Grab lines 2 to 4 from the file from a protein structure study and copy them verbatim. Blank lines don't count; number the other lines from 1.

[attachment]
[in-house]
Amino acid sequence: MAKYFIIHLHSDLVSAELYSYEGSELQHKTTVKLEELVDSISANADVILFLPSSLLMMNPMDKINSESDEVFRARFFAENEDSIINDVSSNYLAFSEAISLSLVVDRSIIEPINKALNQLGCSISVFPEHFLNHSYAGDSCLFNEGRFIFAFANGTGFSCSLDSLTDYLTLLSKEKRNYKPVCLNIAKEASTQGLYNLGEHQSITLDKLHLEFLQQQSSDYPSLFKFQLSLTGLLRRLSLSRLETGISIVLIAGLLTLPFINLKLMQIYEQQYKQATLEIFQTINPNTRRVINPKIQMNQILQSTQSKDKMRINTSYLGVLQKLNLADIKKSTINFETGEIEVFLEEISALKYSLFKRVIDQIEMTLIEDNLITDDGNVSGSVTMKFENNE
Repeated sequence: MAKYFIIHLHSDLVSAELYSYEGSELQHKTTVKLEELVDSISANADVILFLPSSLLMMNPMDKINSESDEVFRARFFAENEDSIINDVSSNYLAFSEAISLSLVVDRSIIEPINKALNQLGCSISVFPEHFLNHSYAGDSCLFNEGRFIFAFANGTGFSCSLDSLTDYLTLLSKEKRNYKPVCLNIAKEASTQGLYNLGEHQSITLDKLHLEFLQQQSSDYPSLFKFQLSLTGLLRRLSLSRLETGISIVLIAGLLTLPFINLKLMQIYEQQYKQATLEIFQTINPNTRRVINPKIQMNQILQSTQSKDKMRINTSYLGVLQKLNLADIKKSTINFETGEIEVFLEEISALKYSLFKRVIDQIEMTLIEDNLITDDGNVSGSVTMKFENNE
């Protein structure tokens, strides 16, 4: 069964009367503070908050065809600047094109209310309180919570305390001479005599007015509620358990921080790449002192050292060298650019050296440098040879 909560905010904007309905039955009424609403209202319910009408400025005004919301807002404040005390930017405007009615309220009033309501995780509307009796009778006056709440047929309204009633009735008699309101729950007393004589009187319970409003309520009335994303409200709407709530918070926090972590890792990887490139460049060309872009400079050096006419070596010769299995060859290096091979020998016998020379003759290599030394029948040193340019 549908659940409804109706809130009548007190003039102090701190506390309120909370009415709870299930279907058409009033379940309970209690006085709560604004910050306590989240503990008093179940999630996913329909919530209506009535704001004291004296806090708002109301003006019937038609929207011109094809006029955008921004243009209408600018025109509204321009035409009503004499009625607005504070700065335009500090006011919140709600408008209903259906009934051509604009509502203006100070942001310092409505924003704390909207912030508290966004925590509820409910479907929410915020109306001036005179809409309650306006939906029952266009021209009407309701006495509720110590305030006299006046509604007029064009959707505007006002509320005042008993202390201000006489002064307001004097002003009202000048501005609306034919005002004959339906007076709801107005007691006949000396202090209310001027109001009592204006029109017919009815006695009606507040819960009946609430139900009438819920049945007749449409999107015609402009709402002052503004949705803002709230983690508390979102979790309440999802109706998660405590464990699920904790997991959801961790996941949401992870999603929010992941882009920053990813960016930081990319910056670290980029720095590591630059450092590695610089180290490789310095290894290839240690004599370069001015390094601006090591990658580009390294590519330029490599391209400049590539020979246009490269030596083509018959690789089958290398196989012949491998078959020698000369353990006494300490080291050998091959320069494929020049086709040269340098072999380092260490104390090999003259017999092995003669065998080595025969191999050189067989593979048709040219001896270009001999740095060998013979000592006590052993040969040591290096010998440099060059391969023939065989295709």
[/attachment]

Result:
Amino acid sequence: MAKYFIIHLHSDLVSAELYSYEGSELQHKTTVKLEELVDSISANADVILFLPSSLLMMNPMDKINSESDEVFRARFFAENEDSIINDVSSNYLAFSEAISLSLVVDRSIIEPINKALNQLGCSISVFPEHFLNHSYAGDSCLFNEGRFIFAFANGTGFSCSLDSLTDYLTLLSKEKRNYKPVCLNIAKEASTQGLYNLGEHQSITLDKLHLEFLQQQSSDYPSLFKFQLSLTGLLRRLSLSRLETGISIVLIAGLLTLPFINLKLMQIYEQQYKQATLEIFQTINPNTRRVINPKIQMNQILQSTQSKDKMRINTSYLGVLQKLNLADIKKSTINFETGEIEVFLEEISALKYSLFKRVIDQIEMTLIEDNLITDDGNVSGSVTMKFENNE
Repeated sequence: MAKYFIIHLHSDLVSAELYSYEGSELQHKTTVKLEELVDSISANADVILFLPSSLLMMNPMDKINSESDEVFRARFFAENEDSIINDVSSNYLAFSEAISLSLVVDRSIIEPINKALNQLGCSISVFPEHFLNHSYAGDSCLFNEGRFIFAFANGTGFSCSLDSLTDYLTLLSKEKRNYKPVCLNIAKEASTQGLYNLGEHQSITLDKLHLEFLQQQSSDYPSLFKFQLSLTGLLRRLSLSRLETGISIVLIAGLLTLPFINLKLMQIYEQQYKQATLEIFQTINPNTRRVINPKIQMNQILQSTQSKDKMRINTSYLGVLQKLNLADIKKSTINFETGEIEVFLEEISALKYSLFKRVIDQIEMTLIEDNLITDDGNVSGSVTMKFENNE
């Protein structure tokens, strides 16, 4: 069964009367503070908050065809600047094109209310309180919570305390001479005599007015509620358990921080790449002192050292060298650019050296440098040879 909560905010904007309905039955009424609403209202319910009408400025005004919301807002404040005390930017405007009615309220009033309501995780509307009796009778006056709440047929309204009633009735008699309101729950007393004589009187319970409003309520009335994303409200709407709530918070926090972590890792990887490139460049060309872009400079050096006419070596010769299995060859290096091979020998016998020379003759290599030394029948040193340019 549908659940409804109706809130009548007190003039102090701190506390309120909370009415709870299930279907058409009033379940309970209690006085709560604004910050306590989240503990008093179940999630996913329909919530209506009535704001004291004296806090708002109301003006019937038609929207011109094809006029955008921004243009209408600018025109509204321009035409009503004499009625607005504070700065335009500090006011919140709600408008209903259906009934051509604009509502203006100070942001310092409505924003704390909207912030508290966004925590509820409910479907929410915020109306001036005179809409309650306006939906029952266009021209009407309701006495509720110590305030006299006046509604007029064009959707505007006002509320005042008993202390201000006489002064307001004097002003009202000048501005609306034919005002004959339906007076709801107005007691006949000396202090209310001027109001009592204006029109017919009815006695009606507040819960009946609430139900009438819920049945007749449409999107015609402009709402002052503004949705803002709230983690508390979102979790309440999802109706998660405590464990699920904790997991959801961790996941949401992870999603929010992941882009920053990813960016930081990319910056670290980029720095590591630059450092590695610089180290490789310095290894290839240690004599370069001015390094601006090591990658580009390294590519330029490599391209400049590539020979246009490269030596083509018959690789089958290398196989012949491998078959020698000369353990006494300490080291050998091959320069494929020049086709040269340098072999380092260490104390090999003259017999092995003669065998080595025969191999050189067989593979048709040219001896270009001999740095060998013979000592006590052993040969040591290096010998440099060059391969023939065989295709």